Copyright for bloggers is a funny topic once you consider the special rules that apply to recipes, ingredients, and instructions. In this post, you’ll find an explanation of those special rules and how they affect copyright protection for a blog.
Copyright for Bloggers: Protecting Recipes + Instructions
You can’t understate the prevalence of do-it-yourself (DIY) blogs and stomach-grumble-inducing recipe blogs. But first, the bubble burst. Copyright law does not protect recipes that are mere listings of ingredients. This means that the collection of ingredients that goes into your Sunday funday salmon scramble is not protectable on its own. Similarly, “procedures” “processes” and “methods of operation” are all excluded from copyright protection. (For the official Copyright Office word on this topic, see here.)
Copyright does, however, protect a unique “description, explanation, or illustration” that accompanies a recipe. What does this mean? It means the more your voice and unique, original “expression” come through in a particular post, the more protectable that post is under U.S. copyright law. Think of original expression as the things that make your blog unique. (In other words, your branding, text, photos, graphics, etc.)
Blogging and Ideas
Recipe and instruction protection directly relates to the conflict between copyright and mere ideas. We’ve previously talked about how ideas alone are not protectable. How does that apply to bloggers?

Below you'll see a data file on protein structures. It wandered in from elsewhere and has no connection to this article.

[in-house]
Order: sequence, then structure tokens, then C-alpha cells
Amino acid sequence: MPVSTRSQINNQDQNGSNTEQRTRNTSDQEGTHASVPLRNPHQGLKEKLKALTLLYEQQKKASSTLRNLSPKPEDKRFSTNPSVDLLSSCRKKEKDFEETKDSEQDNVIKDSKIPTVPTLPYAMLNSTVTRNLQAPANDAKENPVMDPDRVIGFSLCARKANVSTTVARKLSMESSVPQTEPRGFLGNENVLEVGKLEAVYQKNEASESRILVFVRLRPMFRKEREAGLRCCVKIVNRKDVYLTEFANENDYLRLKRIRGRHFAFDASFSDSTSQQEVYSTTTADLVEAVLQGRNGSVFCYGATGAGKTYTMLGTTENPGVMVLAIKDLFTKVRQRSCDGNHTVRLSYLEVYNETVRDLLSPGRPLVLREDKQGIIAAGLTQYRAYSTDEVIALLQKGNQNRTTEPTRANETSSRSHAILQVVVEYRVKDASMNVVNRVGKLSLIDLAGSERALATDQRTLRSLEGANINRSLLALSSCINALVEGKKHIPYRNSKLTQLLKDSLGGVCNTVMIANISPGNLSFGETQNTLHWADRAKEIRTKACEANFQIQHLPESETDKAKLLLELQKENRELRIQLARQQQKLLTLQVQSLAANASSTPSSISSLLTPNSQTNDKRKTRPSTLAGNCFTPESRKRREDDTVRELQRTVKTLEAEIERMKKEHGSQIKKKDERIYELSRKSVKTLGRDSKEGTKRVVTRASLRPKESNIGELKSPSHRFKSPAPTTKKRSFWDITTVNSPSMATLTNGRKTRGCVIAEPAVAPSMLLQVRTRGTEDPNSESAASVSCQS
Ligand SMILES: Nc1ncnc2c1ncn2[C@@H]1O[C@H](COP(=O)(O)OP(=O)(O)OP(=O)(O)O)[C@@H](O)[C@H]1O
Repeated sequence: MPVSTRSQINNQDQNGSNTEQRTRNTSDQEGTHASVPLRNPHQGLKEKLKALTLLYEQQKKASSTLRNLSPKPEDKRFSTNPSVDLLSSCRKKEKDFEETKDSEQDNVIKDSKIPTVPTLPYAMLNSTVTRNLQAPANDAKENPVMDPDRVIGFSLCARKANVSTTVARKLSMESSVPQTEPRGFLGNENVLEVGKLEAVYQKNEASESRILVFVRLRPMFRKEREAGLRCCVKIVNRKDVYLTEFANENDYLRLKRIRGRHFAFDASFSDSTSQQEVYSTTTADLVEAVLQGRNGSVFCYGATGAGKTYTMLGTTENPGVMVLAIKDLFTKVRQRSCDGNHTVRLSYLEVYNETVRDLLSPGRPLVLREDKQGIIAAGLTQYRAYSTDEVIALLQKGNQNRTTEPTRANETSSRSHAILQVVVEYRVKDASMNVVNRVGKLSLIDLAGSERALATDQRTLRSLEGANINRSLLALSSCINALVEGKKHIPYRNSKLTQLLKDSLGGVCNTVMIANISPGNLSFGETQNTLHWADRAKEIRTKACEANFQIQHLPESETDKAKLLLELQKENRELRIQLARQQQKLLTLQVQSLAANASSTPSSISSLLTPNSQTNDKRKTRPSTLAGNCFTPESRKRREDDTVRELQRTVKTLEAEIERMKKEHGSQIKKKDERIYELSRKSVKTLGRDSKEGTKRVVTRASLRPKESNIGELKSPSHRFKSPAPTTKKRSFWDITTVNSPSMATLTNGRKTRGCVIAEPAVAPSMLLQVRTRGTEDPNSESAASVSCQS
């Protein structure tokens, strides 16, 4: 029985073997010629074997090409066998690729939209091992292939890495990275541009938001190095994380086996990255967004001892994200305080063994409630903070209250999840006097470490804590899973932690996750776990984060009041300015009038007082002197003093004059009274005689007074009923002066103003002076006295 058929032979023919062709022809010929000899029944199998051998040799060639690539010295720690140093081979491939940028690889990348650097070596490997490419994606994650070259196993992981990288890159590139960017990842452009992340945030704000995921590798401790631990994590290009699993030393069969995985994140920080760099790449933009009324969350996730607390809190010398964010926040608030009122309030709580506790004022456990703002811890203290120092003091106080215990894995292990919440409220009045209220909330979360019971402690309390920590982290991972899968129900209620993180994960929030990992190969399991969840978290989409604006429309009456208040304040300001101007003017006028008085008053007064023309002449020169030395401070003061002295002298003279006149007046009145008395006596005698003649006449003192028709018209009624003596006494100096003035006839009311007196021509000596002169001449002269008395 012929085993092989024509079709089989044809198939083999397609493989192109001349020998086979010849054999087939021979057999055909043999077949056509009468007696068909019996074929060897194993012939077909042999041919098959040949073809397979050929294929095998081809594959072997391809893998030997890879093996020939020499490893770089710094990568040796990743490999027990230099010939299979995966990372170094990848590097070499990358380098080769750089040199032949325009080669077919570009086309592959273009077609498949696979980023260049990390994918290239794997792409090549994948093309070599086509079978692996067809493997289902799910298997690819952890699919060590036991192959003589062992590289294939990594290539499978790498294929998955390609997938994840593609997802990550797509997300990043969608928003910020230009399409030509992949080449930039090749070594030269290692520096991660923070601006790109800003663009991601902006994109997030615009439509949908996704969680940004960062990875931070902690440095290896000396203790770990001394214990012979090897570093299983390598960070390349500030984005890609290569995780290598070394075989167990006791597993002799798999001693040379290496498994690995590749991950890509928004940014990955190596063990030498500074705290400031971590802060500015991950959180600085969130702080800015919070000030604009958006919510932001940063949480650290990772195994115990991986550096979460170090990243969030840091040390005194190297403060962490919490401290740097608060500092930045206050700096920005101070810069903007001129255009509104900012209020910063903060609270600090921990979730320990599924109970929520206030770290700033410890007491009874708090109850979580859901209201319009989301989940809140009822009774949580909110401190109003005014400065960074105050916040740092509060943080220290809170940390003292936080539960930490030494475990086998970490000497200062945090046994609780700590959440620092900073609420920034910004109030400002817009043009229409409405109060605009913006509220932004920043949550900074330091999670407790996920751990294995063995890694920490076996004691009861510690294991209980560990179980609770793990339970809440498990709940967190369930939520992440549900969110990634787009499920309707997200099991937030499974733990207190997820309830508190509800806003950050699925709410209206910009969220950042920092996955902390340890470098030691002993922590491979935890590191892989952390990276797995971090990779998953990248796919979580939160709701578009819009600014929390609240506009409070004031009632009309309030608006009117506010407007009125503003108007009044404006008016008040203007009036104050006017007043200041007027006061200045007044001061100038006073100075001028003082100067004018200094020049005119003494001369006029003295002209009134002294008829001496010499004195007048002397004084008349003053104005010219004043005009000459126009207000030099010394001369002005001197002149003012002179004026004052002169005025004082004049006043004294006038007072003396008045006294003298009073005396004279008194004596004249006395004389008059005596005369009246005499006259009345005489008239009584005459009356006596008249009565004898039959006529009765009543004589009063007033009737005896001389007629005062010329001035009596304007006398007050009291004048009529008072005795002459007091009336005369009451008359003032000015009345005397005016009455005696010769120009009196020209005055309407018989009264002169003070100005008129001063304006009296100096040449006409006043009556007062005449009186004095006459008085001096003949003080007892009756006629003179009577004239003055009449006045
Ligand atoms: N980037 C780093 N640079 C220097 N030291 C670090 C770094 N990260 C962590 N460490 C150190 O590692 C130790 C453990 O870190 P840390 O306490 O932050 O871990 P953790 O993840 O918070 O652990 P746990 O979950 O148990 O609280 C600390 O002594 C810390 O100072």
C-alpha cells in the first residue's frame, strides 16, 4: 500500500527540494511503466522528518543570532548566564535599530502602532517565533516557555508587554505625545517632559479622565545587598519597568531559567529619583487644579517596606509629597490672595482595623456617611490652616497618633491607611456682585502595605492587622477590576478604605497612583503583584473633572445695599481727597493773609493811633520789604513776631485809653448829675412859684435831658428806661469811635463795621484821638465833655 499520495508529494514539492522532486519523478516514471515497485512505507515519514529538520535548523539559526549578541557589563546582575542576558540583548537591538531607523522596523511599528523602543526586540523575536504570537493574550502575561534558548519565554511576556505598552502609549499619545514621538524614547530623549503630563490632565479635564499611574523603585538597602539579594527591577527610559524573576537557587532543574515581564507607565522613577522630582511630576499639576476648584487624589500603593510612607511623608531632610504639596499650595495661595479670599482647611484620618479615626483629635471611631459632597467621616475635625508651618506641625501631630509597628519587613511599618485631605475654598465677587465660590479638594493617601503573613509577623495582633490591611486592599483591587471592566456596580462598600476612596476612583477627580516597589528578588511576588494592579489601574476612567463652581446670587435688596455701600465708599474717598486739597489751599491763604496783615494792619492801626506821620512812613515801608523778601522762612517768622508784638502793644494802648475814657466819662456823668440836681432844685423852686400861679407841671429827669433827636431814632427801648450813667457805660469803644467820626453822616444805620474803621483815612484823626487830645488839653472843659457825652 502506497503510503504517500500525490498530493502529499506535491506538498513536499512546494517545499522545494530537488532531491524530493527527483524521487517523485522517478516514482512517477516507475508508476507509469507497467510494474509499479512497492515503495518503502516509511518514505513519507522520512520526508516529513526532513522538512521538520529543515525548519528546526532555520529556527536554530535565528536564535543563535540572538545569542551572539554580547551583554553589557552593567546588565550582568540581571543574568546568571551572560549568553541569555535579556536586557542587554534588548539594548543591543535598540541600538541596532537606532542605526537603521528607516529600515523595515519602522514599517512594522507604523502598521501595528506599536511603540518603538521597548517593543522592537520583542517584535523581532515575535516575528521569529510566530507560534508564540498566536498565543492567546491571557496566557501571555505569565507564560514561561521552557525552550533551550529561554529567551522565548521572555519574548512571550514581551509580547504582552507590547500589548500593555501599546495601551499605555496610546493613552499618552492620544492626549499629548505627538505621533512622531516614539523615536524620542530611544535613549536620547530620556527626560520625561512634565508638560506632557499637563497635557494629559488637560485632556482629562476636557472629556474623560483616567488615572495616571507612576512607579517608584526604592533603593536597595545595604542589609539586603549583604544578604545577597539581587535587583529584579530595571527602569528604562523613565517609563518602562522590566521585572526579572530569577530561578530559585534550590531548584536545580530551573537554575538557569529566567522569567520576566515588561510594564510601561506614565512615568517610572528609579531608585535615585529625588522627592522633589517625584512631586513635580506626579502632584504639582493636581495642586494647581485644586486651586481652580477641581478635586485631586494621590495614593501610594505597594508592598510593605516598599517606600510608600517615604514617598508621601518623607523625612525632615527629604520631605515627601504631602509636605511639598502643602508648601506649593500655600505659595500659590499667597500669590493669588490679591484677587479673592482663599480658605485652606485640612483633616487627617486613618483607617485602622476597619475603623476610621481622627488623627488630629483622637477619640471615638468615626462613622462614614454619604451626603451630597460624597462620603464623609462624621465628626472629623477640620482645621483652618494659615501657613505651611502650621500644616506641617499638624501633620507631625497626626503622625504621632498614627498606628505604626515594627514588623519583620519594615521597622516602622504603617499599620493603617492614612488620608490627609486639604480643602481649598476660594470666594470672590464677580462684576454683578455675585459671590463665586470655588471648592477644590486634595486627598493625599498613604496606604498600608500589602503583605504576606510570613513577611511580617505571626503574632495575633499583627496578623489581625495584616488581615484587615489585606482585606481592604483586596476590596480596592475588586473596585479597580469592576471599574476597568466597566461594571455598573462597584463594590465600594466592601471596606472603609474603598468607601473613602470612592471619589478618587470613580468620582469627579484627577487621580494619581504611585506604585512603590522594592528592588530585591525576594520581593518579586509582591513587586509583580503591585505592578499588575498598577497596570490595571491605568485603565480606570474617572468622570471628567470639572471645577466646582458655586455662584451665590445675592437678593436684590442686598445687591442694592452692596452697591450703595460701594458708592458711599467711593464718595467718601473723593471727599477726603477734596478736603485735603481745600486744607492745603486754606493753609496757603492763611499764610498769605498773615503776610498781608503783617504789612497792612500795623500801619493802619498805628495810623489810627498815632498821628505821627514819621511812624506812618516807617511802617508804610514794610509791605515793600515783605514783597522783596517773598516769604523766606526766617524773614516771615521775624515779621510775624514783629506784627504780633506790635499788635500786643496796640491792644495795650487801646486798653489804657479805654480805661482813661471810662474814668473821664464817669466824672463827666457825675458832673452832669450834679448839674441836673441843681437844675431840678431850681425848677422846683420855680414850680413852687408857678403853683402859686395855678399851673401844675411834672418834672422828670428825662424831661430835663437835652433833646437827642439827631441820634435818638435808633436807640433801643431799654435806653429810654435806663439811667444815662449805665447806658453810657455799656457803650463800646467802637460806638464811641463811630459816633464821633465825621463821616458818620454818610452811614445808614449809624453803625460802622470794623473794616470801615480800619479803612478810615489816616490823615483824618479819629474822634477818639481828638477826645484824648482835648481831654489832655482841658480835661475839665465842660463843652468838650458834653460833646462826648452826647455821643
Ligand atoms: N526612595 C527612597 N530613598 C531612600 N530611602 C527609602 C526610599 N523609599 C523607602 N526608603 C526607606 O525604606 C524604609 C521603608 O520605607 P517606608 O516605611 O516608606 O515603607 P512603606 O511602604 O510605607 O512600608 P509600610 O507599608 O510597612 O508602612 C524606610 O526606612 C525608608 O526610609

Consider an “idea” for a post about creating a garland out of flowers. Just like the example of the idea behind uber and lyft, an “idea” for a business, or a blog post, is not protectable by itself. A list of ingredients, without more, is not protectable. The same rule applies to a list of craft supplies needed for any particular DIY project. It’s the execution of the blogger’s particular idea that is protectable. Photographs, original and creative literary expression (text), video, and graphics aren’t just the special “something” that make a particular post memorable and beautiful. They are the elements of the post that are the most protectable.
The fact that you’re using thread instead of string, and your prose describing why and how to do it? Those are the unique elements of an otherwise unprotectable “recipe.” Basically, the more unique the expression is, the higher the likelihood and extent of protection. In other words, the more the author’s voice and aesthetic comes through, the more likely the post, and the important elements in that post, are protectable under U.S. copyright law.
Want to learn more about copyright registration for blogs? Click here for the first post in this series.